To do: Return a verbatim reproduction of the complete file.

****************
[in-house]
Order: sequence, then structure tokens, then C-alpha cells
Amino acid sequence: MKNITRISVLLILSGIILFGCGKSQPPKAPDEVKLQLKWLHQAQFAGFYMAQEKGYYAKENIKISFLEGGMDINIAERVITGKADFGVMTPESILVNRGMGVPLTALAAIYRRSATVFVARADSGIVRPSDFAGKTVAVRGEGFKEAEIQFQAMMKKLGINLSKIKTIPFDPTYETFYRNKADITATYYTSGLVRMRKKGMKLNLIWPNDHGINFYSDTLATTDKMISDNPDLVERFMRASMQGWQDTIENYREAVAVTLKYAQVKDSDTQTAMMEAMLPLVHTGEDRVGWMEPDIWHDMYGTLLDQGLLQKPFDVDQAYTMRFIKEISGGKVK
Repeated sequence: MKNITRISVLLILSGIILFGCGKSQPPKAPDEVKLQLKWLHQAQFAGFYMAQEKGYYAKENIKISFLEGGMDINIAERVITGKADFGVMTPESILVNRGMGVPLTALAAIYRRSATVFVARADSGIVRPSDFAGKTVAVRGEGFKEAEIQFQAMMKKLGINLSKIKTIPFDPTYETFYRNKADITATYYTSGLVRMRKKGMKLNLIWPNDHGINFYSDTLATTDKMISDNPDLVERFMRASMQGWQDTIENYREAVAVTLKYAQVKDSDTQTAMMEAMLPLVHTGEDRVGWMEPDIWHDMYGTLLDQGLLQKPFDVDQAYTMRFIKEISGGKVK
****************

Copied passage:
[in-house]
Order: sequence, then structure tokens, then C-alpha cells
Amino acid sequence: MKNITRISVLLILSGIILFGCGKSQPPKAPDEVKLQLKWLHQAQFAGFYMAQEKGYYAKENIKISFLEGGMDINIAERVITGKADFGVMTPESILVNRGMGVPLTALAAIYRRSATVFVARADSGIVRPSDFAGKTVAVRGEGFKEAEIQFQAMMKKLGINLSKIKTIPFDPTYETFYRNKADITATYYTSGLVRMRKKGMKLNLIWPNDHGINFYSDTLATTDKMISDNPDLVERFMRASMQGWQDTIENYREAVAVTLKYAQVKDSDTQTAMMEAMLPLVHTGEDRVGWMEPDIWHDMYGTLLDQGLLQKPFDVDQAYTMRFIKEISGGKVK
Repeated sequence: MKNITRISVLLILSGIILFGCGKSQPPKAPDEVKLQLKWLHQAQFAGFYMAQEKGYYAKENIKISFLEGGMDINIAERVITGKADFGVMTPESILVNRGMGVPLTALAAIYRRSATVFVARADSGIVRPSDFAGKTVAVRGEGFKEAEIQFQAMMKKLGINLSKIKTIPFDPTYETFYRNKADITATYYTSGLVRMRKKGMKLNLIWPNDHGINFYSDTLATTDKMISDNPDLVERFMRASMQGWQDTIENYREAVAVTLKYAQVKDSDTQTAMMEAMLPLVHTGEDRVGWMEPDIWHDMYGTLLDQGLLQKPFDVDQAYTMRFIKEISGGKVK